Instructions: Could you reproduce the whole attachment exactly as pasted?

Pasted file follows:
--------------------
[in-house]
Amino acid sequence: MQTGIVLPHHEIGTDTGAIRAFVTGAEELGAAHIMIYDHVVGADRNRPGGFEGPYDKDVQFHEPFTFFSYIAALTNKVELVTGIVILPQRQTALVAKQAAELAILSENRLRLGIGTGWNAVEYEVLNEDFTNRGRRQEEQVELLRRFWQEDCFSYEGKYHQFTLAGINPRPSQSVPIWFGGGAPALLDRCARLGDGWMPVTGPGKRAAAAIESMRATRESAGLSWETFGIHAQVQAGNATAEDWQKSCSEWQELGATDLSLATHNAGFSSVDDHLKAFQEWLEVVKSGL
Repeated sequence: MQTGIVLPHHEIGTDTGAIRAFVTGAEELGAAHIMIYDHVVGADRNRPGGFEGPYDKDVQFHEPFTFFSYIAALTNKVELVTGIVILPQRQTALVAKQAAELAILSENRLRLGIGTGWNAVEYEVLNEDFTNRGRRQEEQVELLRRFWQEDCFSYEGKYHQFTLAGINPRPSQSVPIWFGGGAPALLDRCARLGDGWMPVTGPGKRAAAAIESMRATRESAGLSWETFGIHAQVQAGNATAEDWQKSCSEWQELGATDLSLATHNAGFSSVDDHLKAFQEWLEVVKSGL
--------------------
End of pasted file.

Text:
[in-house]
Amino acid sequence: MQTGIVLPHHEIGTDTGAIRAFVTGAEELGAAHIMIYDHVVGADRNRPGGFEGPYDKDVQFHEPFTFFSYIAALTNKVELVTGIVILPQRQTALVAKQAAELAILSENRLRLGIGTGWNAVEYEVLNEDFTNRGRRQEEQVELLRRFWQEDCFSYEGKYHQFTLAGINPRPSQSVPIWFGGGAPALLDRCARLGDGWMPVTGPGKRAAAAIESMRATRESAGLSWETFGIHAQVQAGNATAEDWQKSCSEWQELGATDLSLATHNAGFSSVDDHLKAFQEWLEVVKSGL
Repeated sequence: MQTGIVLPHHEIGTDTGAIRAFVTGAEELGAAHIMIYDHVVGADRNRPGGFEGPYDKDVQFHEPFTFFSYIAALTNKVELVTGIVILPQRQTALVAKQAAELAILSENRLRLGIGTGWNAVEYEVLNEDFTNRGRRQEEQVELLRRFWQEDCFSYEGKYHQFTLAGINPRPSQSVPIWFGGGAPALLDRCARLGDGWMPVTGPGKRAAAAIESMRATRESAGLSWETFGIHAQVQAGNATAEDWQKSCSEWQELGATDLSLATHNAGFSSVDDHLKAFQEWLEVVKSGL